Philosophy

Dr. Montessori believed that children would freely choose work as long as the environment was carefully prepared and inviting.  Through her observations, she found that optimal learning happened when the environment was well organized and free from clutter.  Dr. Montessori’s understanding of the scientific method, medical background, and lifetime focus on how children learn culminated in the revolutionary education philosophy that is still used throughout the world today.

In accordance with Dr. Montessori’s philosophy, the environment at MontessoriKidsAcademy is carefully prepared and maintained to encourage, facilitate, and empower each student to pursue a love of learning and construct his or her own unique and individual intelligence.  In order to meet the changing needs and interests of the students, the classroom arrangement is intentionally dynamic in its composition and structure.  This carefully prepared environment, along with appropriate freedom of movement and social interaction within the classroom, empowers children by encouraging individual exploration.

Montessori Kids Academy is an authentic Montessori school.  Each classroom is staffed by Montessori trained and certified teachers.  Each classroom is filled with Montessori materials and is organized in a logical and student friendly manner.  Materials are sequenced on the shelves.  The environment is neat and orderly.  The classrooms are calm.  The children work independently and the desire to promote academic excellence in a caring, nurturing environment is upheld.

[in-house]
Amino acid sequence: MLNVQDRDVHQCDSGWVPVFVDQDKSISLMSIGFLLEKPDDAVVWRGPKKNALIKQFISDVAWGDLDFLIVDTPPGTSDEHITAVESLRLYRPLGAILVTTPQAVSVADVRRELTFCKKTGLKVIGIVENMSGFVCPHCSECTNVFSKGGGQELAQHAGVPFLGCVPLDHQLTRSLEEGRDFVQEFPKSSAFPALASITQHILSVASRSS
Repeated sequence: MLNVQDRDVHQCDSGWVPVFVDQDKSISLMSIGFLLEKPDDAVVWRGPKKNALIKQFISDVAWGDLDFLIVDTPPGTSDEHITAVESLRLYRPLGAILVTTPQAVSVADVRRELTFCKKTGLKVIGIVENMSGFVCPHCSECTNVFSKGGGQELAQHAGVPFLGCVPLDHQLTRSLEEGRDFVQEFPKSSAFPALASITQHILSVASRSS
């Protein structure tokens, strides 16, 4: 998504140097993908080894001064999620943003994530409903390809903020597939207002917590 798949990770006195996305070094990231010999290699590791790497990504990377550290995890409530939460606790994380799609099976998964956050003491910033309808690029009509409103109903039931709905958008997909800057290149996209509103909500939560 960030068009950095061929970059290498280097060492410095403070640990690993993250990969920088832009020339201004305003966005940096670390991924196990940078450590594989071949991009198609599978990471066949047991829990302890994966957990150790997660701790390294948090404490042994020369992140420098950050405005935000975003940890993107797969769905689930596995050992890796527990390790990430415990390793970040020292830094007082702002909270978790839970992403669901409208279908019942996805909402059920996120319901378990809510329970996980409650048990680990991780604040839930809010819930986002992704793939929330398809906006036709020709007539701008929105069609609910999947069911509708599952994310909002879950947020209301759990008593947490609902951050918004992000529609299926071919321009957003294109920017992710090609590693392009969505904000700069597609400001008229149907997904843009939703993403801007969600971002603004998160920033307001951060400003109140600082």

The American Montessori Society recognizes the following important principles of an authentic Montessori classroom:

  • The aim is to foster competent, responsible, and adaptive citizens who are lifelong learners and problem solvers.
  • Learning occurs in an inquiring, cooperative, nurturing atmosphere.
  • Students increase their own knowledge through self-initiated and teacher-initiated experiences.
  • Learning takes place through the senses.
  • Students learn by manipulating materials and interacting with others.  These meaningful experiences are precursors to the abstract understanding of ideas.
  • The individual is considered a whole.  The physical, emotional, social, aesthetic, spiritual, and cognitive needs and interests are inseparable and equally important.
  • Respectful and caring attitudes for oneself, others, the environment, and all life are necessary.